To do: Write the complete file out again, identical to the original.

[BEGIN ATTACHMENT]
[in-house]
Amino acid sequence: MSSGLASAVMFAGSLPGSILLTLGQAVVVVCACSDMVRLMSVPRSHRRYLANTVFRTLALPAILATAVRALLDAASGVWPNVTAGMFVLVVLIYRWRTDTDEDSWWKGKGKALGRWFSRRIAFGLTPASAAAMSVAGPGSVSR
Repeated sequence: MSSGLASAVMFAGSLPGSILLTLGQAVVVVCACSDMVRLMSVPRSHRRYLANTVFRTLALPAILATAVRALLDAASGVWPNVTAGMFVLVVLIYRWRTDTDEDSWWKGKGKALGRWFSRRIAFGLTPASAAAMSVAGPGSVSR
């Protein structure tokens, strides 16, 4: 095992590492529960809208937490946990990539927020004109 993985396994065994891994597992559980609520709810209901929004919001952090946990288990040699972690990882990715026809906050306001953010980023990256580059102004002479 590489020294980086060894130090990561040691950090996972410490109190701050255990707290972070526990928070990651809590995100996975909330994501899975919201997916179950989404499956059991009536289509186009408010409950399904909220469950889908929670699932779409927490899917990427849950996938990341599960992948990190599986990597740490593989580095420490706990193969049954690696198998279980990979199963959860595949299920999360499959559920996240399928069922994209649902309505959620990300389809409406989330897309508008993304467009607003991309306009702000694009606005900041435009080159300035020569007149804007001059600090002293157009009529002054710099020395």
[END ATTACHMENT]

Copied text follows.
[in-house]
Amino acid sequence: MSSGLASAVMFAGSLPGSILLTLGQAVVVVCACSDMVRLMSVPRSHRRYLANTVFRTLALPAILATAVRALLDAASGVWPNVTAGMFVLVVLIYRWRTDTDEDSWWKGKGKALGRWFSRRIAFGLTPASAAAMSVAGPGSVSR
Repeated sequence: MSSGLASAVMFAGSLPGSILLTLGQAVVVVCACSDMVRLMSVPRSHRRYLANTVFRTLALPAILATAVRALLDAASGVWPNVTAGMFVLVVLIYRWRTDTDEDSWWKGKGKALGRWFSRRIAFGLTPASAAAMSVAGPGSVSR
């Protein structure tokens, strides 16, 4: 095992590492529960809208937490946990990539927020004109 993985396994065994891994597992559980609520709810209901929004919001952090946990288990040699972690990882990715026809906050306001953010980023990256580059102004002479 590489020294980086060894130090990561040691950090996972410490109190701050255990707290972070526990928070990651809590995100996975909330994501899975919201997916179950989404499956059991009536289509186009408010409950399904909220469950889908929670699932779409927490899917990427849950996938990341599960992948990190599986990597740490593989580095420490706990193969049954690696198998279980990979199963959860595949299920999360499959559920996240399928069922994209649902309505959620990300389809409406989330897309508008993304467009607003991309306009702000694009606005900041435009080159300035020569007149804007001059600090002293157009009529002054710099020395």